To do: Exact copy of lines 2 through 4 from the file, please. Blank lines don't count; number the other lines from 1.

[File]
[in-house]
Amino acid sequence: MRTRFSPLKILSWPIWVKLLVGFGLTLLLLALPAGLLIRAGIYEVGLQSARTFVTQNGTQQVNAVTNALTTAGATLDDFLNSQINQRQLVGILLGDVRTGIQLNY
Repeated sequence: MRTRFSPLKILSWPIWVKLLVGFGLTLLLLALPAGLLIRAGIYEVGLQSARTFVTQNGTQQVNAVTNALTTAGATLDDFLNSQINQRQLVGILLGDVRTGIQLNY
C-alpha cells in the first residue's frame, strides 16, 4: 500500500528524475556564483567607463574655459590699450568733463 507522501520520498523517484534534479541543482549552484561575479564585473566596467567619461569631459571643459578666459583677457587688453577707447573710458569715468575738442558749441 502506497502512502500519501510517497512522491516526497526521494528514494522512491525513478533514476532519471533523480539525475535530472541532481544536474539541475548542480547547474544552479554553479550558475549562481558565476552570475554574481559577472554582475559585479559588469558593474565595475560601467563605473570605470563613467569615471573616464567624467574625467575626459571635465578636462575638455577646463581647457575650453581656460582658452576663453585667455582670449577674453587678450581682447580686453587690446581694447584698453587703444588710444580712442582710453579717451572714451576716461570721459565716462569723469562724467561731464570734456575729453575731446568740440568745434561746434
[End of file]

Amino acid sequence: MRTRFSPLKILSWPIWVKLLVGFGLTLLLLALPAGLLIRAGIYEVGLQSARTFVTQNGTQQVNAVTNALTTAGATLDDFLNSQINQRQLVGILLGDVRTGIQLNY
Repeated sequence: MRTRFSPLKILSWPIWVKLLVGFGLTLLLLALPAGLLIRAGIYEVGLQSARTFVTQNGTQQVNAVTNALTTAGATLDDFLNSQINQRQLVGILLGDVRTGIQLNY
C-alpha cells in the first residue's frame, strides 16, 4: 500500500528524475556564483567607463574655459590699450568733463 507522501520520498523517484534534479541543482549552484561575479564585473566596467567619461569631459571643459578666459583677457587688453577707447573710458569715468575738442558749441 502506497502512502500519501510517497512522491516526497526521494528514494522512491525513478533514476532519471533523480539525475535530472541532481544536474539541475548542480547547474544552479554553479550558475549562481558565476552570475554574481559577472554582475559585479559588469558593474565595475560601467563605473570605470563613467569615471573616464567624467574625467575626459571635465578636462575638455577646463581647457575650453581656460582658452576663453585667455582670449577674453587678450581682447580686453587690446581694447584698453587703444588710444580712442582710453579717451572714451576716461570721459565716462569723469562724467561731464570734456575729453575731446568740440568745434561746434